Subsequently, as shown in FIG. 23, the block 110 c is pulled down and the chucking collet 105 is pulled up, whereby the work for peeling the chip 1 from the dicing tape 4 is completed.

It is necessary for the upper surface of the block 110 c to have a small area to the extent that the chip 1 is peeled from the dicing tape 4 with only the suction force of the chucking collet 105 when the block 110 c is stuck up. If the area of the upper surface of the block 110 c is large, the area of contact between the chip 1 and the dicing tape 4 becomes large and so does the tackiness of the two, resulting in that with only the suction force of the chucking collet 105 for the chip 1 it is impossible to peel the chip 1 from the dicing tape 4.

On the other hand, if the area of the upper surface of the block 110 c is made small, a strong load is applied concentratively to the narrow area (central portion) of the chip 1 when the block 110 c pushes up the back surface of the dicing tape 4, so that in an extremely case there is a fear of cracking of the chip 1. Therefore, when sticking up the block 110 c, it is preferable to decrease the stick-up speed, or shorten the time of contact of the upper surface of the block 110 c with the dicing tape 4, or decrease the stroke of the block 110 c (for example, about 0.2-0.4 mm), thereby preventing a strong load from being imposed on the narrow area of the chip 1.

One effective method for increasing the suction force of the chucking collet 105 is to decrease the pulling-up speed of the chucking collet 105. If the chucking collet 10 is pulled up rapidly in a state in which a part of the chip 1 is in close contact with the dicing tape 4, there will arise a gap between the bottom of the chucking collet 105 and the upper surface of the chip 1, with consequent lowering of the degree of vacuum in the interior of the chucking collet 105 and hence lowering of the chip sucking force. On the other hand, if the pulling-up speed of the chucking collet 105 is set low, the time required for peeling the chip 1 from the dicing tape 4 becomes longer. Therefore, it is preferable to make the pulling-up speed of the chucking collet 105 variable. More specifically, it is preferable that at the beginning of the pulling-up operation the pulling-up speed is made low to ensure a sufficient suction force, while when the area of contact between the chip 1 and the dicing tape 4 becomes small to a certain extent, the pulling-up speed is increased to prevent delay of the peeling time. Making the bottom area of the chucking collet 105 larger than the upper surface area of the block 110 c is also an effective method for increasing the suction force of the chucking collet 105.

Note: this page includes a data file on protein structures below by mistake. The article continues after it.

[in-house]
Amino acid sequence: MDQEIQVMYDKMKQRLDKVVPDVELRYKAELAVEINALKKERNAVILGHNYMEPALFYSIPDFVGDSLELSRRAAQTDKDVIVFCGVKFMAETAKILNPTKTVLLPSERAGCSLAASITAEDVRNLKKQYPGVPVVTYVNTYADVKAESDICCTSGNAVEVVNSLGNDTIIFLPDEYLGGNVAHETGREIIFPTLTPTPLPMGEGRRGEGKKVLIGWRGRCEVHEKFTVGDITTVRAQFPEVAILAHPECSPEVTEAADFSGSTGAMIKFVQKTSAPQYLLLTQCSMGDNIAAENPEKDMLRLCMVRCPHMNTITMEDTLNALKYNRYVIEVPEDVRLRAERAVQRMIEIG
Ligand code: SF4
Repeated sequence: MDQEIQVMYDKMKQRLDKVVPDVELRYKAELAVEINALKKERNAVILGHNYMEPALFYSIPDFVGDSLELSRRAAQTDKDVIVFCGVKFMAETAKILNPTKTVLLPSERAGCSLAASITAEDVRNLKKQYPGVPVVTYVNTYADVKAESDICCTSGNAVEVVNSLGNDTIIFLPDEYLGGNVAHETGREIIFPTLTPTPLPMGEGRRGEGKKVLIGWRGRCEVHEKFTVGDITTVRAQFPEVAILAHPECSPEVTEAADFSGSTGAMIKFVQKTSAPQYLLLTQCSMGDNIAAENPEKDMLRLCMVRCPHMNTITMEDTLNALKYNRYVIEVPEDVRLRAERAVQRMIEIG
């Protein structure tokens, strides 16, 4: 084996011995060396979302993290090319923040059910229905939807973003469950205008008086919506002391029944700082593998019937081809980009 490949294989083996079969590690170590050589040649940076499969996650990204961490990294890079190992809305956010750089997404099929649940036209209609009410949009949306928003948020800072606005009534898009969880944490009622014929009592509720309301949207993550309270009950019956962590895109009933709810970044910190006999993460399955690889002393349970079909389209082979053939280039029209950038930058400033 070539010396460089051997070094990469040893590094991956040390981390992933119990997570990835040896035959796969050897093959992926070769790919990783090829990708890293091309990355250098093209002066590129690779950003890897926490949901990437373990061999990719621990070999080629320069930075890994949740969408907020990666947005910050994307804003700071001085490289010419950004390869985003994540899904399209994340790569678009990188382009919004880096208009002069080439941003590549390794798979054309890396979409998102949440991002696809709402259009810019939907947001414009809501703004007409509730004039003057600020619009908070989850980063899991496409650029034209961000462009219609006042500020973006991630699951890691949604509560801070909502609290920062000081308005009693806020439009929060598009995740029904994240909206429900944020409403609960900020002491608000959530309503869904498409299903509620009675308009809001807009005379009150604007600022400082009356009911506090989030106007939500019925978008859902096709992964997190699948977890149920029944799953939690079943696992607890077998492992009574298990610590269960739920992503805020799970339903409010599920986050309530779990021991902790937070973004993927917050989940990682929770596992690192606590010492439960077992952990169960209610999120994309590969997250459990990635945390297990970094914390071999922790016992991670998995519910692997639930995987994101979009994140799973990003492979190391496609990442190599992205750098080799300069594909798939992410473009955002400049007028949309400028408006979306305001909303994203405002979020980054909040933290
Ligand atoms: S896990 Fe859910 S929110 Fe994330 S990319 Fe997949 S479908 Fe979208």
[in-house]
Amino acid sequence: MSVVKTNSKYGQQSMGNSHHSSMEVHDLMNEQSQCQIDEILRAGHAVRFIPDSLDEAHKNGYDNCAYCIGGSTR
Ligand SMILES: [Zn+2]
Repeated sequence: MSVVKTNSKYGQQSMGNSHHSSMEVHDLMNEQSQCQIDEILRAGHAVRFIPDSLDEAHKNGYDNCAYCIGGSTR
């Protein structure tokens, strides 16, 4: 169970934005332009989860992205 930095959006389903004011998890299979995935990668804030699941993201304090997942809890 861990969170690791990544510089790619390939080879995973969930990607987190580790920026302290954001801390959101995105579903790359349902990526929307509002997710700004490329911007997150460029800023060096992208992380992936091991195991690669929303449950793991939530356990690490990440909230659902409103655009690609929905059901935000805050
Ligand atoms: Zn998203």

Thus, by making the suction force of the chucking piece 105 large, the chip 1 can be peeled from the dicing tape 4 with only the suction force of the chucking collet 105 even when the area of contact between the chip 1 and the dicing tape 4 is relatively large, so that not only the peeling time can be shortened, but also it is possible to avoid the aforesaid problem which arises when the upper surface area of the block 110 c is set small.

If the block 110 c is pulled down in a state in which the chip 1 is pressed down by the chucking collet 105, there is a fear of the chip 1 striking against the block 110 c and being cracked because the chucking collet 105 also moves downward. Therefore, when pulling down the block 110 c, it is preferable that the chucking collet 105 be pulled up just before the pulling-down motion of the block or the position of the chucking collet 105 be fixed to at least present a downward movement of the chucking collet.

The chip 1 thus peeled from the dicing tape 4 is conveyed to the next process (pellet mounting process) while being chucked and held by the chucking collet 105 (generally conveyed from a pick-up stage to a die bonding stage 132 or a die bonding section 300 in the same apparatus). When the chucking collet 105 which has conveyed the chip to the next step returns to the chip peeling device 100 (chip peeling section), the next chip 1 is peeled from the dicing tape 4 in accordance with the procedure shown in FIGS. 12 to 23. Thereafter, the chips 1 are peeled one by one from the dicing tape 4 in accordance with the same procedure as above.

Now, a description will be given first about a pellet mounting process in which vacuum suction is turned OFF after confirmation of chip landing. As shown in FIG. 24, the chip 1 having been conveyed to the pellet mounting process is mounted over a wiring substrate 11 through an adhesive layer or adhesive 10. (Usually a double-coated adhesive sheet for die bonding or an adhesive layer for die bonding, called DAF, i.e., “die attach film,” is affixed to the back surface of the wafer before dividing the wafer into chips, for example, when or before affixing the dicing tape, or a liquid adhesive is applied or dropped to the wiring substrate just before die bonding. DAF is generally affixed in a sandwiched form in between the back surface of the wafer and the dicing tape and is divided together with chips at the time of dicing. When picking up a chip, DAF is picked up together with the chip. Pre-affixing the dicing film eliminates the need of re-forming an adhesive layer at the time of die bonding and is thus advantageous in point of mass production.) That is, the chip 1 peeled from the dicing tape 4 descends in a vacuum-chucked state by the chucking collet 105 toward the wiring substrate 11 placed on the die bonding stage 132 heated to a temperature of about 100° to 150° C.